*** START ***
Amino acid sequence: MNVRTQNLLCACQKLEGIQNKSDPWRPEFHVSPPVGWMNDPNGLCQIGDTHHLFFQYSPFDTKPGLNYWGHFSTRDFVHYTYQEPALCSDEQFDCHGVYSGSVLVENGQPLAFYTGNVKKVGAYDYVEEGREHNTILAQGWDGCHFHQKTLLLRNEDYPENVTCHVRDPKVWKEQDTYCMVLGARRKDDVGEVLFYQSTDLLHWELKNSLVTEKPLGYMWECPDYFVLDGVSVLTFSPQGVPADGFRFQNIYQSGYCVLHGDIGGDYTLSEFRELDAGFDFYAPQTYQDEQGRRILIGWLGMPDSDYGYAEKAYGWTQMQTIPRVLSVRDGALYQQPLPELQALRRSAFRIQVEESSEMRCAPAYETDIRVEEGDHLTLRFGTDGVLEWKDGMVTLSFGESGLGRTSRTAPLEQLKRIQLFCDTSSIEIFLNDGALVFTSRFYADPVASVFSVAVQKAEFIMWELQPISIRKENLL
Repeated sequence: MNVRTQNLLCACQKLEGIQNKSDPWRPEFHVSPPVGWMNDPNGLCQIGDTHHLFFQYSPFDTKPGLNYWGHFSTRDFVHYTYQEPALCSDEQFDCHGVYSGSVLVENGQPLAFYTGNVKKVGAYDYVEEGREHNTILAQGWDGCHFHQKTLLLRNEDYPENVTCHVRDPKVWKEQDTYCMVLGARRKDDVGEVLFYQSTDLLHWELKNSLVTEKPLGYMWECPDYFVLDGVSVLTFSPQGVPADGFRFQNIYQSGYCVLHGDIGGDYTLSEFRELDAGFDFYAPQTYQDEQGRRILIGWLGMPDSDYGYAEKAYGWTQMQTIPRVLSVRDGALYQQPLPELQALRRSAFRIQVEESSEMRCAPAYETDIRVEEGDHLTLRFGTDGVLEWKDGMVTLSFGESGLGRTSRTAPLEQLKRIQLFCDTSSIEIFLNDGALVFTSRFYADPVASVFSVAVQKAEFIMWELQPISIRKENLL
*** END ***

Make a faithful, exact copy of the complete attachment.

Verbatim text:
Amino acid sequence: MNVRTQNLLCACQKLEGIQNKSDPWRPEFHVSPPVGWMNDPNGLCQIGDTHHLFFQYSPFDTKPGLNYWGHFSTRDFVHYTYQEPALCSDEQFDCHGVYSGSVLVENGQPLAFYTGNVKKVGAYDYVEEGREHNTILAQGWDGCHFHQKTLLLRNEDYPENVTCHVRDPKVWKEQDTYCMVLGARRKDDVGEVLFYQSTDLLHWELKNSLVTEKPLGYMWECPDYFVLDGVSVLTFSPQGVPADGFRFQNIYQSGYCVLHGDIGGDYTLSEFRELDAGFDFYAPQTYQDEQGRRILIGWLGMPDSDYGYAEKAYGWTQMQTIPRVLSVRDGALYQQPLPELQALRRSAFRIQVEESSEMRCAPAYETDIRVEEGDHLTLRFGTDGVLEWKDGMVTLSFGESGLGRTSRTAPLEQLKRIQLFCDTSSIEIFLNDGALVFTSRFYADPVASVFSVAVQKAEFIMWELQPISIRKENLL
Repeated sequence: MNVRTQNLLCACQKLEGIQNKSDPWRPEFHVSPPVGWMNDPNGLCQIGDTHHLFFQYSPFDTKPGLNYWGHFSTRDFVHYTYQEPALCSDEQFDCHGVYSGSVLVENGQPLAFYTGNVKKVGAYDYVEEGREHNTILAQGWDGCHFHQKTLLLRNEDYPENVTCHVRDPKVWKEQDTYCMVLGARRKDDVGEVLFYQSTDLLHWELKNSLVTEKPLGYMWECPDYFVLDGVSVLTFSPQGVPADGFRFQNIYQSGYCVLHGDIGGDYTLSEFRELDAGFDFYAPQTYQDEQGRRILIGWLGMPDSDYGYAEKAYGWTQMQTIPRVLSVRDGALYQQPLPELQALRRSAFRIQVEESSEMRCAPAYETDIRVEEGDHLTLRFGTDGVLEWKDGMVTLSFGESGLGRTSRTAPLEQLKRIQLFCDTSSIEIFLNDGALVFTSRFYADPVASVFSVAVQKAEFIMWELQPISIRKENLL